Many Christians (including myself at times) have thought that having “the truth” and the right beliefs are the important issue! Yet for many other people there is no absolute truth. They are, however, curious, and want to see how it works in my life, relationships and family, finances, etc.
My plea is that we will not only see the world through our glasses but through that of with many other tasks. She does this better than I do!
Another busy friend of mine makes time to have coffees with people on a weekly basis to build relationships.

Gary Chapman’s book, “The 5 of Love Languages”, reminds us that people experience love in different ways or “languages” such as: words of affirmation, quality time, physical touch, acts of service and giving and receiving gifts. I am not particularly good at some of these love languages, such as choosing and giving gifts. However I’ve been learning from others, who are always giving small gifts such as cards, books, flowers, plants, etc as a way of showing love. I still have much to learn to become a “better lover “of people. Jesus said that his followers or disciples would be identified by the love that they have for others (John 13:35). To become an expert at loving people is becoming a key life goal for me, which is a personal challenge as I am naturally more task orientated.

Loving people means that I desire their highest good in all areas of life. This includes their spiritual well being. From my experience, the very best I can offer a person is to introduce them to Jesus. He is doing so much in my life, not only for my eternal future but for every area of life, such as helping me to become a better dad and husband – I guess I’m a bit of a slow learner at times. But following God's ways and listening to him has brought enormous blessing to our family and children. One aspect of this is that every week we bless each of our children individually, recognizing their good qualities, and the good things they do, and speaking well of them and listening to God about their future destiny. Many people, even unbelievers, have shared in these times and been significantly impacted. When there is an opportunity I like to introduce people to the Father, to Jesus and his Spirit. As a family we find it so exciting when we see young people and others accepting Christ, which has happened several times over the past few days and months.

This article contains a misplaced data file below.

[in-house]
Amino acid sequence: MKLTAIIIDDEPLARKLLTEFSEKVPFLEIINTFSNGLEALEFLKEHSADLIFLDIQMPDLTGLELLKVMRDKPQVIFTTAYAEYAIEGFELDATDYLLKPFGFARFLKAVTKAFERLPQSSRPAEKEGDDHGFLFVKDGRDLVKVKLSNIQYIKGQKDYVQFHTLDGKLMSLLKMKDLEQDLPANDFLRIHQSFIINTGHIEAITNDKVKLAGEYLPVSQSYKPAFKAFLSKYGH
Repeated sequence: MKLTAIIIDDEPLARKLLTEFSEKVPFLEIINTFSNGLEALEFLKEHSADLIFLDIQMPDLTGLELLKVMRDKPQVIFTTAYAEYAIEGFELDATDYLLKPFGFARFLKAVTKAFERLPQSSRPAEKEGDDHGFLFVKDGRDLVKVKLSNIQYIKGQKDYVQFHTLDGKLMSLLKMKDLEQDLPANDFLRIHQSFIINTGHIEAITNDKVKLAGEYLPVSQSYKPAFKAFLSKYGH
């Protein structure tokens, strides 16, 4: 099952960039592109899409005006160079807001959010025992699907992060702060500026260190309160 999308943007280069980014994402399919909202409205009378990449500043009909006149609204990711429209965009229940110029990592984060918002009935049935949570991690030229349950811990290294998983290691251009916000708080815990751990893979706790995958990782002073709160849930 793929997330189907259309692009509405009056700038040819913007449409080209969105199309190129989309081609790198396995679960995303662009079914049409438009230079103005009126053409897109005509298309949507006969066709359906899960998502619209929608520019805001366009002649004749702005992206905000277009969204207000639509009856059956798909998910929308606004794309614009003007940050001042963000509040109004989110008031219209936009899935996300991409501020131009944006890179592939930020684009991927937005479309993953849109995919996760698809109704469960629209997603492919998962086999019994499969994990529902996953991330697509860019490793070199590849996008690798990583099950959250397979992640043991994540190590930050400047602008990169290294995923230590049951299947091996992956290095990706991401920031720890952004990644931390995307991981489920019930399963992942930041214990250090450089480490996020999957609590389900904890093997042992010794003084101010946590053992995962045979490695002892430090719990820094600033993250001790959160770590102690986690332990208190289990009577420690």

The Two Key Priorities

For me loving God and loving people – which includes making disciples – are the two key priorities in my life as a Christ follower. I find that this is both helpful and clarifying, but also very challenging and only possible through the grace and empowerment of Jesus. I hope that this is not sounding all too neat and perfect because I find that it’s a journey in the “messiness of life” and I often lose focus or fail. That’s another thing I love about Jesus, is that he keeps gently reminding me and calling me back when I mess up or become distracted. In fact all of these “distractions” are part of life, rather than being separate from it.

True spirituality involves integrating love for God and for others as threads, all though the tapestry of life. When life and spirituality become disconnected and separate it quickly degenerates into “religion”- which I (and many people) find less and less appealing. In fact it can become quite distasteful. Contrastingly I’m finding Jesus and his life and teachings and love increasingly appealing. I’m getting to know a different Jesus to the one I was told about growing up in a Christian setting. He is both “delightful and disturbing”, as one writer put it. He attracts me and also disturbs my complacency, selfishness and indifference to others. He calls me to be a better man and to face myself, as well as a crazy, and often unjust and frenetic world. For me it’s important to have a compass setting to constantly check my life bearings against.